Cowboys Draft Profile: LB Shaq Thompson

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Shaq Thompson, LB, Washington
Ht. 6001, Wt. 228, Arm: 33", Hand: 9 1/2", Bench: -
40 yd: 4.64, 10 yd.: 1.72, 3 Cone: 6.99, Vertical: 33.5", Broad: 9'9"
Games Watched:  at UCLA (2013), at Oregon State (2013), Illinois

If you think other games better reflect this player’s ability or you want to request a profile on a specific player, email me or hit me up on Twitter.

The Cowboys defense needs help at every level. With questions about the future of DeMarco Murray and Joseph Randle, they could use a running back too. One player obviously can’t fill all those roles, but if anyone could, it would be Washington’s Shaq Thompson.

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Thompson won the Paul Hornung Trophy in 2014, given to the nation’s most versatile player. He’s a flat-out playmaker who could project to multiple positions at the next level. He returned three interceptions and a fumble for touchdowns in 2014 and also rushed for two more.


Shaq Thompson is an athletic freak.

In the three games I watched, he lined up at defensive end, outside linebacker, inside linebacker and slot corner (strong safety). At defensive end, he showed good hand use and technique running the arc. He looked even better in coverage, sticking to tight ends and slot receivers like glue.

It’s easy to see why Washington lists him as a linebacker, though, as he looks natural there. He sheds blockers well, maintains gap discipline and, looks like a running back on defense with the way he consistently meets running backs in the hole…violently.

Speaking of running back, the team that drafts Thompson could always move him there if he doesn’t work out on defense. A top recruit at the position out of high school, he started two games on offense for Washington last season, topping 100 rushing yards in each and averaging 7.5 yards per carry. With his size, vision, agility and instincts, it’s not a stretch to say he’s worth a first-round pick as a runner.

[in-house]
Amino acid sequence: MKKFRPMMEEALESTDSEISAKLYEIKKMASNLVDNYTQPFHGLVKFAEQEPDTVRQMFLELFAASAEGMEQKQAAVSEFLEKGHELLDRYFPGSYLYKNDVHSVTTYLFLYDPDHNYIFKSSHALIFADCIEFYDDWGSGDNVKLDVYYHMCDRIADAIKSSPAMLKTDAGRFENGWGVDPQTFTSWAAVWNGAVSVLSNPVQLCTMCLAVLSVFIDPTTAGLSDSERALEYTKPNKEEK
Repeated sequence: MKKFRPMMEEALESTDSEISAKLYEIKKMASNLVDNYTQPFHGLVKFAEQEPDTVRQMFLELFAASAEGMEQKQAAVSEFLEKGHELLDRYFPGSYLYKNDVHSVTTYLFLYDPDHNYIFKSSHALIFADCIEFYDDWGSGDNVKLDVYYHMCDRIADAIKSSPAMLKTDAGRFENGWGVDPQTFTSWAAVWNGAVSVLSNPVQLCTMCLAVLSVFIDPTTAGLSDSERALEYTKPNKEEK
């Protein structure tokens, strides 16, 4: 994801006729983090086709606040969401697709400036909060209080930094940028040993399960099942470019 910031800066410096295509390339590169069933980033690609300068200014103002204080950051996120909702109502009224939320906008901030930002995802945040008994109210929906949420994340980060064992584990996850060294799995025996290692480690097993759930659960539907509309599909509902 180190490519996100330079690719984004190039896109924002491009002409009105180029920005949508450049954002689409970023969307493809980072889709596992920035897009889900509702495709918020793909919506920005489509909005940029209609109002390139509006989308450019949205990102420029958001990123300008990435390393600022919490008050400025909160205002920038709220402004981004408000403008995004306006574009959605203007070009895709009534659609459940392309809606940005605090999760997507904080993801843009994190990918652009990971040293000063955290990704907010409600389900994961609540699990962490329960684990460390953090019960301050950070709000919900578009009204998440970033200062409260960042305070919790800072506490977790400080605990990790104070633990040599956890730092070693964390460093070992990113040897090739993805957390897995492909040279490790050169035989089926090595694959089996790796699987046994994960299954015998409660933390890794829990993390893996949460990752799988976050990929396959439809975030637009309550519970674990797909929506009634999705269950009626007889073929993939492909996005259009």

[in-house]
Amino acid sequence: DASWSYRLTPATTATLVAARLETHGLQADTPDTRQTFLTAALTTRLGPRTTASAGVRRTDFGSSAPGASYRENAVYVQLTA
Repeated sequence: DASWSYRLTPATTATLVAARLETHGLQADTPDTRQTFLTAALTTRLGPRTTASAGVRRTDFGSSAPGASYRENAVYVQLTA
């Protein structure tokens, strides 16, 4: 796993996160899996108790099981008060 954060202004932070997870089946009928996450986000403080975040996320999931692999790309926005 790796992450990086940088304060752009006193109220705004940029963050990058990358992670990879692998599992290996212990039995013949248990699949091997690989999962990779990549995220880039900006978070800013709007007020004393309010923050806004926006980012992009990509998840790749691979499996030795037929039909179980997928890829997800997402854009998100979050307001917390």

The only real problem with Thompson is that he’s kind of a man without a position. Traditionally speaking, he’s too big to be a safety and too small to be a linebacker.

Thompson’s primary strength might also be a weakness. He can do so many things well, but there’s a chance that his versatility might have cost him reps at any position.

Basically, Thompson might not be ready to step in and play any position on Day 1 and he risks losing athleticism by adding weight that coaches might require.

Verdict: First Rounder

I can't wait to see what happens with Thompson. An innovative coach will make him a star, but a coach that tries to fit this square peg into a round hole might run him into the ground. He resembles Carolina's Thomas Davis at linebacker, Seattle's Kam Chancellor at safety and Georgia running back Todd Gurley at times too.

Ultimately, I think Thompson's best role in the NFL will be as a three-down defender who plays safety in larger packages and linebacker in smaller ones. Rod Marinelli is creative enough to use this unique playmaker correctly, and he makes a lot of sense in Dallas at No. 27.

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